The Apache Incubator provides services to projects which want to enter the Apache Software Foundation (ASF).
It helps those incoming projects (called "podlings") adopt the Apache style of governance and operation and guides them to the ASF services available to our projects so they can become top-level ASF projects ("TLPs").
The Incubator delegates a few mentors for each podling, as "on the ground" agents to act as liaisons with the various ASF teams: Incubator PMC, Infrastructure team, etc., and facilitate the podling’s growth and operations.
The Incubator was created way back in 2002. Since then, as of November 2019 it has been involved in helping 315 podlings, of which more than 200 have graduated. They have been guided and supported by more than 300 mentors. There are around 45 to 50 podlings in incubation at any one time, and incubation typically takes 1 1/2 years.
Our cookbook helps potential podlings decide whether the ASF is a good fit for them and guides them through the steps required to become an ASF podling.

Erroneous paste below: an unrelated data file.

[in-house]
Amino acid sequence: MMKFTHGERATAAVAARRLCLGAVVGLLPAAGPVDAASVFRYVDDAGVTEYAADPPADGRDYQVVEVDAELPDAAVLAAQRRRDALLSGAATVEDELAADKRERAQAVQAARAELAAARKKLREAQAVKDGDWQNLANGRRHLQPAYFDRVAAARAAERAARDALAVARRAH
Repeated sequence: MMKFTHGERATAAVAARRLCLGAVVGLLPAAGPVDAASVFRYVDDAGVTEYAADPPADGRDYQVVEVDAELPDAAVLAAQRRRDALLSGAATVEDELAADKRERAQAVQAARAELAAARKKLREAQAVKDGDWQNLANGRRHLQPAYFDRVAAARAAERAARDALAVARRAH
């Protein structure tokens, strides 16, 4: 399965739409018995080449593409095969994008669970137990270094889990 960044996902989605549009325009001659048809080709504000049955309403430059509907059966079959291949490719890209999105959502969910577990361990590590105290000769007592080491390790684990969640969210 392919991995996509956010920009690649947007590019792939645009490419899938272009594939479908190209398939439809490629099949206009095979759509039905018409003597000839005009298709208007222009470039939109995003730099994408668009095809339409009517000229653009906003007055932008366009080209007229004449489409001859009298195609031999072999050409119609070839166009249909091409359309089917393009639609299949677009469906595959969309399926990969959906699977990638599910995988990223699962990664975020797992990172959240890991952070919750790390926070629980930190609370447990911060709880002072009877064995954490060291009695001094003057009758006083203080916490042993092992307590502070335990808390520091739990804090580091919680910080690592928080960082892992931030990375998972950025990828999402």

There have been many Incubator talks at many conferences over the years, here’s a selection of a few of them.
See a keynote The Apache Way, by Rich Bowen at MesosCon Europe in 2017 for a good background of how the ASF operates what it’s values are.
A more general talk on Effective open source management by Shane Curcuru from ApacheCon North America 2017.
For how to get out of the Incubator and become a successful TLP see John D. Ament talk Navigating the Incubator Trenches from ApacheCon North America 2017.
Apache Incubator: the gateway into the Apache Way by Roman Shaposhnik and Suresh Marru at ApacheCon North America 2014.
See also the Life In The Apache Incubator video, where former Incubator PMC chair Jukka Zitting presents the Incubator, at ApacheCon Europe 2012.
The Apache Software Foundation provides organizational, legal, and financial support for a broad range of open source software projects.
The Foundation provides an established framework for intellectual property and financial contributions that simultaneously limits the potential legal exposure for the contributors.
Through a collaborative and meritocratic development process known as "the Apache Way", Apache projects deliver enterprise-grade, freely available software products that attract large communities of users.